III. The judgment of the district court is AFFIRMED.
Entered for the Court
Robert H. Henry
*. After examining the briefs and appellate record, this panel has determined unanimously to grant the parties' request for a decision on the briefs without oral argument. See Fed. R. App. P. 34(f); 10th Cir. R. 34.1(G). The case is therefore ordered submitted without oral argument. This order and judgment is not binding precedent, except under the doctrines of law of the case, res judicata, and collateral estoppel. It may be cited, however, for its persuasive value consistent with Fed. R. App. P. 32.1 and 10th Cir. R. 32.1.
1. The appellate record does not contain copies of the exhibits presented at trial, so our review is limited to the testimony concerning the exhibits. Exhibits 2-A through 2-D were identified as receipts from the Wal-Mart transactions, with 2-B being the receipt from the 2-B transaction and 2-C the receipt from the 2-C transaction. Exhibit 3 was identified as a Wal-Mart videotape showing the 2-C transaction. Apparently Exhibit 4, a summary presented by the government, showed that the group used Wal-Mart shopping cards eight times on January 8, 2005, to purchase cold medicines containing pseudoephedrine.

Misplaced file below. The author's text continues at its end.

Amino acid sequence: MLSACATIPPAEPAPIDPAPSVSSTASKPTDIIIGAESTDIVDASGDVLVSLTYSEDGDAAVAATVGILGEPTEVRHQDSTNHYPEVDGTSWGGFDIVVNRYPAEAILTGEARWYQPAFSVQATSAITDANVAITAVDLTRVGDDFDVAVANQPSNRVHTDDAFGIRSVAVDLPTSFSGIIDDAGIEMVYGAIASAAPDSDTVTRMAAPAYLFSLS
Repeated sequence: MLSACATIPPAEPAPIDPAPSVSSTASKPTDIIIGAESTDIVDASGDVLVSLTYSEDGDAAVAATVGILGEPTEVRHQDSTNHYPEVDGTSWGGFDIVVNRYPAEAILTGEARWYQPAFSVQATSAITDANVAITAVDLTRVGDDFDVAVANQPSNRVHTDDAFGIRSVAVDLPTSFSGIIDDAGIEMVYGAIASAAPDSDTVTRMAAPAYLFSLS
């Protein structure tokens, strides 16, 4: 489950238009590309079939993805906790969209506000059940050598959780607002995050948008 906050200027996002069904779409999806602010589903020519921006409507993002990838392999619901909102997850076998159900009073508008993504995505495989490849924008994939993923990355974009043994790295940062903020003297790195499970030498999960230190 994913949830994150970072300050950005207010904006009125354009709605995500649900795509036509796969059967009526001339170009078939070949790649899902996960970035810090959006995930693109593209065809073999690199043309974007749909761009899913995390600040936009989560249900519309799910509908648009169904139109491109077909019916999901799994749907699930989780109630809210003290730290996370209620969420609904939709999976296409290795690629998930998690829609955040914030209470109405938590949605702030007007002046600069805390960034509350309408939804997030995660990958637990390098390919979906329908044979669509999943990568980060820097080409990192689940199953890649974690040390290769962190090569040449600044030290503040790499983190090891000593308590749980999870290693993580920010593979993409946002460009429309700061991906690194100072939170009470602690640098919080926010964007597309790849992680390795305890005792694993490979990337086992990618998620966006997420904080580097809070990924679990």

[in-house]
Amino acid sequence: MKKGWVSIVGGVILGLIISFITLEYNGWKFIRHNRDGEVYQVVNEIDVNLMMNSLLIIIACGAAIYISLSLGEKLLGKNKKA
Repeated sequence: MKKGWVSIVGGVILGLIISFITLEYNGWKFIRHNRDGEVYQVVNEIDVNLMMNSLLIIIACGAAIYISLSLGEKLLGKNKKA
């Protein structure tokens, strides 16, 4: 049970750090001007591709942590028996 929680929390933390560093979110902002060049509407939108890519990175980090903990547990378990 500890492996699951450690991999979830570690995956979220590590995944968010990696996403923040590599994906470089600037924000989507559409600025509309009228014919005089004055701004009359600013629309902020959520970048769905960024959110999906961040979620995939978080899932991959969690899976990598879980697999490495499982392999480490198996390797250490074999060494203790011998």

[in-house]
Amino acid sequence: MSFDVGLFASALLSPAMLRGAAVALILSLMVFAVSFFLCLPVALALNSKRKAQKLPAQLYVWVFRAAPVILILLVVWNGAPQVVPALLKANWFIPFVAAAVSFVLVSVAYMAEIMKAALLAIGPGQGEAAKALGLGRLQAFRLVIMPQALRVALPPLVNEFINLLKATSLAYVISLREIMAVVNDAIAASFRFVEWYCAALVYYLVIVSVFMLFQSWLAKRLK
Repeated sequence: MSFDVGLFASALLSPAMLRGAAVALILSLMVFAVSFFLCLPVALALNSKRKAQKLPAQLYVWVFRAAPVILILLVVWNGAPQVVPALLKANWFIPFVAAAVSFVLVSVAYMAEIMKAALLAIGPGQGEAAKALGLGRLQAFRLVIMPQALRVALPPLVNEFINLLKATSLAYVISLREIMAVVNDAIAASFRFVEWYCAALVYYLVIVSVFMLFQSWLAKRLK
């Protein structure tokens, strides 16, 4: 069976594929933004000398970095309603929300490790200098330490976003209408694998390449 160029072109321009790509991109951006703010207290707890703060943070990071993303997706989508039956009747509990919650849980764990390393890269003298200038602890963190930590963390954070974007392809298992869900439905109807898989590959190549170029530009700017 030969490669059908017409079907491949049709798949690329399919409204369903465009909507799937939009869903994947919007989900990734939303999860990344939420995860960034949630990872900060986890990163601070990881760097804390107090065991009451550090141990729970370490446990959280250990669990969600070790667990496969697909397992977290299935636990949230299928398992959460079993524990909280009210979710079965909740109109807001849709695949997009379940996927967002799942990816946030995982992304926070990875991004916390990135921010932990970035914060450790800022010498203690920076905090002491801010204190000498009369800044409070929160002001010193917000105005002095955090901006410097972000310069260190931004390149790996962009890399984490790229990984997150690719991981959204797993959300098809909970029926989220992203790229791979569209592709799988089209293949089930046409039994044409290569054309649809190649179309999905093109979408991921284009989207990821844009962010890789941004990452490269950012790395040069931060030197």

2. Although both parties quoted the jury instructions (district court record document No. 69) in their briefs, neither party designated them to be included in the record on appeal. We remind Mr. Whaler's counsel that it is the appellant's responsibility to provide us with a proper record on appeal. In this case, however, we sua sponte supplement the record with district court document No. 69.